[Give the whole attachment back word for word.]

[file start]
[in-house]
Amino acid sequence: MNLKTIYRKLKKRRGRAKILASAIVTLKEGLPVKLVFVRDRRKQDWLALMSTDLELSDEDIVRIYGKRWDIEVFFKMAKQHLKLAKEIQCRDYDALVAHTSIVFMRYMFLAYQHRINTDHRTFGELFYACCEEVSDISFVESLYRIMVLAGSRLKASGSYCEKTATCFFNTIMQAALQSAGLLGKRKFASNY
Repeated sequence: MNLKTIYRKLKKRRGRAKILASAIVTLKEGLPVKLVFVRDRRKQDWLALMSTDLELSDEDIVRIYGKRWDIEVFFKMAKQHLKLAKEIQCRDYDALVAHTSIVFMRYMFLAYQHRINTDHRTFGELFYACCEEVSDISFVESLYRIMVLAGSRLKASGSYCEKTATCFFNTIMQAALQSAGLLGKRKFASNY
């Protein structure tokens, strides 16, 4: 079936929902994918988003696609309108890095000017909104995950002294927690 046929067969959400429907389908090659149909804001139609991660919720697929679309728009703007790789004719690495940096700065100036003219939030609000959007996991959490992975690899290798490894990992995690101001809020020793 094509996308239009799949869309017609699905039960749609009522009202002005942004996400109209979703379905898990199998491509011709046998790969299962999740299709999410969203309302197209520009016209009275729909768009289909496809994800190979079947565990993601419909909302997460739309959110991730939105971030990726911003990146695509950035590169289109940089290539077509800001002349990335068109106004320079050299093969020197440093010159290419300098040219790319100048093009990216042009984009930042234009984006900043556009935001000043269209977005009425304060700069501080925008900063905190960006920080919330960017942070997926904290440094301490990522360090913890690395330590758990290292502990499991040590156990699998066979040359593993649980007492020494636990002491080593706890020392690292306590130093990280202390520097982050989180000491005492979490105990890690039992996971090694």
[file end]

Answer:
[in-house]
Amino acid sequence: MNLKTIYRKLKKRRGRAKILASAIVTLKEGLPVKLVFVRDRRKQDWLALMSTDLELSDEDIVRIYGKRWDIEVFFKMAKQHLKLAKEIQCRDYDALVAHTSIVFMRYMFLAYQHRINTDHRTFGELFYACCEEVSDISFVESLYRIMVLAGSRLKASGSYCEKTATCFFNTIMQAALQSAGLLGKRKFASNY
Repeated sequence: MNLKTIYRKLKKRRGRAKILASAIVTLKEGLPVKLVFVRDRRKQDWLALMSTDLELSDEDIVRIYGKRWDIEVFFKMAKQHLKLAKEIQCRDYDALVAHTSIVFMRYMFLAYQHRINTDHRTFGELFYACCEEVSDISFVESLYRIMVLAGSRLKASGSYCEKTATCFFNTIMQAALQSAGLLGKRKFASNY
């Protein structure tokens, strides 16, 4: 079936929902994918988003696609309108890095000017909104995950002294927690 046929067969959400429907389908090659149909804001139609991660919720697929679309728009703007790789004719690495940096700065100036003219939030609000959007996991959490992975690899290798490894990992995690101001809020020793 094509996308239009799949869309017609699905039960749609009522009202002005942004996400109209979703379905898990199998491509011709046998790969299962999740299709999410969203309302197209520009016209009275729909768009289909496809994800190979079947565990993601419909909302997460739309959110991730939105971030990726911003990146695509950035590169289109940089290539077509800001002349990335068109106004320079050299093969020197440093010159290419300098040219790319100048093009990216042009984009930042234009984006900043556009935001000043269209977005009425304060700069501080925008900063905190960006920080919330960017942070997926904290440094301490990522360090913890690395330590758990290292502990499991040590156990699998066979040359593993649980007492020494636990002491080593706890020392690292306590130093990280202390520097982050989180000491005492979490105990890690039992996971090694």